➦In 1935...'Your Hit Parade' debuted on NBC, as a 60-minute program with 15 songs played in a random format.
Initially, the songs were more important than the singers, so a stable of vocalists went uncredited and were paid only $100 per episode. In 1936-37, it was carried on both NBC and CBS. The first number one song on the first episode was "Soon" by Bing Crosby. The dramatic countdown to the #1 song was adopted several years later, after the show had moved to CBS.
Some years passed before the countdown format was introduced, with the number of songs varying from seven to 15. Vocalists in the 1930s included Buddy Clark, Lanny Ross, Kay Thompson and Bea Wain (1939–44), who was married to the show's announcer, French-born André Baruch. Frank Sinatra joined the show in 1943, and was fired for messing up the No. 1 song, "Don't Fence Me In" by interjecting a mumble to the effect that the song had too many words and missing a cue. One source says his contract was not renewed due to demanding a raise and the show being moved to the West Coast. As he zoomed in popularity he was rehired, returning (1947–49) to co-star with Doris Day.
Hugely popular on CBS through the WWII years, Your Hit Parade returned to NBC in 1947. The show's opening theme, from the musical revue George White's Scandals of 1926, was "This Is Your Lucky Day", with music by Ray Henderson and lyrics by Buddy G. DeSylva, Stephen W. Ballantine and Lew Brown.
Dozens of singers appeared on the radio program, including "Wee" Bonnie Baker, Dorothy Collins, Beryl Davis, Gogo DeLys, Joan Edwards (1941–46), Georgia Gibbs, Dick Haymes, Snooky Lanson, Gisèle MacKenzie, Johnny Mercer, Andy Russell, Dinah Shore, Ginny Simms, Lawrence Tibbett, Martha Tilton, Eileen Wilson, Barry Wood, and occasional guest vocalists. The show featured two tobacco auctioneers, Lee Aubrey "Speed" Riggs of Goldsboro, North Carolina and F.E. Boone of Lexington, Kentucky. The radio series continued until January 16, 1953.
The success of the show spawned a spin-off series, Your All-Time Hit Parade, sponsored by Lucky Strike and devoted to all-time favorites and standards mixed with some current hits.
The Big Show was radio 90-minute variety program featuring top-name comics, stage, screen and music talent, and was aimed at keeping American radio in its classic era alive and well against the rapidly growing television tide. For a good portion of its two-year run (November 5, 1950-April 20, 1952), it was hosted by legendary stage actress and personality Tallulah Bankhead,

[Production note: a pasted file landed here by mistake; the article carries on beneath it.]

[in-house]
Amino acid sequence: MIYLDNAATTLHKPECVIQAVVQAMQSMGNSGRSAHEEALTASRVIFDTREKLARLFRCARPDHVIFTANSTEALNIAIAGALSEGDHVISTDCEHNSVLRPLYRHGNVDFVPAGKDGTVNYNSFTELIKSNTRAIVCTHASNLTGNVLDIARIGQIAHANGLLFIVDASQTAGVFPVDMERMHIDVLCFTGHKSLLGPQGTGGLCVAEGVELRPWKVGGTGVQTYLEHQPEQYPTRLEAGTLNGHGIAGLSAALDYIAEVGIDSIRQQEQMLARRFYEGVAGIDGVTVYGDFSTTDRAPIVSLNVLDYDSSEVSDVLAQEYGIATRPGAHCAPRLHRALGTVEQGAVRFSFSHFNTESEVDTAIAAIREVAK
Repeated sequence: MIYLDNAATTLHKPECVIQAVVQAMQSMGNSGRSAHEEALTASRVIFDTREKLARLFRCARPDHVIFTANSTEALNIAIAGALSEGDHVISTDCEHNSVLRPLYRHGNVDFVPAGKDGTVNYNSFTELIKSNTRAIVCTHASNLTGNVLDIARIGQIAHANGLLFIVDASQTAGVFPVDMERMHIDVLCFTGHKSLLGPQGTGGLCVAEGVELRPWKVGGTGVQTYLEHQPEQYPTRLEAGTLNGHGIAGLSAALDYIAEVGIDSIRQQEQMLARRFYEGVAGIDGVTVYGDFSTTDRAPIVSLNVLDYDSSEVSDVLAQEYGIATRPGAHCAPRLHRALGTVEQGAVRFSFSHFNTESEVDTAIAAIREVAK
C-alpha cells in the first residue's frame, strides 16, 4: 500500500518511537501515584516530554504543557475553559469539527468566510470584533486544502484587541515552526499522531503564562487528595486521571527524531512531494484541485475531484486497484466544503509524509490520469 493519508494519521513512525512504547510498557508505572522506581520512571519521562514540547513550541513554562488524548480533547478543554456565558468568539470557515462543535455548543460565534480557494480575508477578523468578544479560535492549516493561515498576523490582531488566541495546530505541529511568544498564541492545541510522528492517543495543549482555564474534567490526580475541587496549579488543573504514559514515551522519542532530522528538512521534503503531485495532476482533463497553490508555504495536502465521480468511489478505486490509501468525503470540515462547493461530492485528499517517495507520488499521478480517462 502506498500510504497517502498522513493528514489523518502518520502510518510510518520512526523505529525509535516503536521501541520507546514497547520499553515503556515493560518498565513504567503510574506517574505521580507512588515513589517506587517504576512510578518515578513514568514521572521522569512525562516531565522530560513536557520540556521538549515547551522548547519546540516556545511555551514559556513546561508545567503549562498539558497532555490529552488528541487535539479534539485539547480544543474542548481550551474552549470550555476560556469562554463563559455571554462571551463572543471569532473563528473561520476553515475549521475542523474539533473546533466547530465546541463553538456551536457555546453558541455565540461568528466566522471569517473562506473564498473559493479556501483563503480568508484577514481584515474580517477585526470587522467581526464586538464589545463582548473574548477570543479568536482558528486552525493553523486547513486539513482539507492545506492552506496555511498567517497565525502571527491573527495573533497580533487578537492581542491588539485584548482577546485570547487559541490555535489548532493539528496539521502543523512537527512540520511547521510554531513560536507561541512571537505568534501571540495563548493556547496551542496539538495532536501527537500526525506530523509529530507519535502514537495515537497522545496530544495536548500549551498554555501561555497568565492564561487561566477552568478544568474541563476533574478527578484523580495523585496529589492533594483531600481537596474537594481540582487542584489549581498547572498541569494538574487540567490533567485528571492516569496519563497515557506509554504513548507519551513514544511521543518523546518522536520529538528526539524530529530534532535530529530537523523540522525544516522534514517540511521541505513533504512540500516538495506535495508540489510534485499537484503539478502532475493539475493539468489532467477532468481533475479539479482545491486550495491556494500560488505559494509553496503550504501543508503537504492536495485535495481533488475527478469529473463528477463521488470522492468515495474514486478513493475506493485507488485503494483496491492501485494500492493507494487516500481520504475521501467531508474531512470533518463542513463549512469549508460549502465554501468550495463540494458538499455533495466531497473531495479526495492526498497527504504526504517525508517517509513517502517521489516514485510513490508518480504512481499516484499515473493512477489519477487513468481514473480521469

The Big Show began November 5, 1950 on NBC with a stellar line-up of guests: Fred Allen, Mindy Carson, Jimmy Durante, José Ferrer, Portland Hoffa, Frankie Laine, Russell Knight, Paul Lukas, Ethel Merman, Danny Thomas and Meredith Willson.
The show's success was credited to Bankhead's notorious wit and ad-libbing ability in addition to the show's superior scripting. She had one of the funniest writers in the business on her staff: Goodman Ace, the mastermind of radio's legendary Easy Aces. She included renowned ad-libbers in the show—particularly Fred Allen (he and his longtime sidekick and wife, Portland Hoffa, appeared so often they could have been the show's regular co-hosts) and Groucho Marx, both of whom appeared on the first season's finale and appeared jointly on three other installments.
As Bankhead recorded in her memoirs, she took the show because she needed the money but nearly changed her mind when she feared she'd be little more than a glorified mistress of ceremonies with nothing to do but introduce the feature performers. "Guess what happened?" she continued. "Your heroine emerged from the fracas as the Queen of the Kilocycles. Authorities cried out that Tallulah had redeemed radio. In shepherding my charges through The Big Show, said the critics, I had snatched radio out of the grave. The autopsy was delayed."
➦In 1961…The U.S. Federal Communications Commission approved FM stereo broadcasting.
Invented in 1933 by American Edwin Armstrong, wide-band FM is used worldwide to provide high-fidelity sound over broadcast radio. FM broadcasting is capable of better sound quality than AM broadcasting
In the late 1950s, several systems to add stereo to FM radio were considered by the FCC. Included were systems from 14 proponents including Crosby, Halstead, Electrical and Musical Industries, Ltd (EMI), Zenith, and General Electric. The individual systems were evaluated for their strengths and weaknesses during field tests in Uniontown, Pennsylvania using KDKA-FM in Pittsburgh as the originating station.
The Crosby system was rejected by the FCC because it was incompatible with existing subsidiary communications authorization (SCA) services which used various subcarrier frequencies including 41 and 67 kHz. Many revenue-starved FM stations used SCAs for "storecasting" and other non-broadcast purposes. The Halstead system was rejected due to lack of high frequency stereo separation and reduction in the main channel signal-to-noise ratio.
The GE and Zenith systems, so similar that they were considered theoretically identical, were formally approved by the FCC in April 1961 as the standard stereo FM broadcasting method in the United States and later adopted by most other countries.[
➦In 1985...Flashback..From the pages of Radio&Records...
➦In 2011…Ted Quillin died (Born Theodore Quillin: February 17, 1930 in Oklahoma City). He was a radio personality who was one of the original "Swingin' Seven DJ's" who brought rock and roll into its first major market in 1958 at KFWB in Hollywood. He was in radio for over 60 years.
Quillin's years in radio include: KFWB–Hollywood, 1958–61; KRLA–Pasadena, 1962–64; KORK–Las Vegas, 1964–1966, KFI- L.A, 1969; KFOX-Long Beach 1969-71; XPRS-1972, and finally, KORK-Las Vegas, 1972, when he became a permanent resident of Las Vegas.
In 2005 Ted was inducted into the Broadcasters' Hall of Fame in Nevada.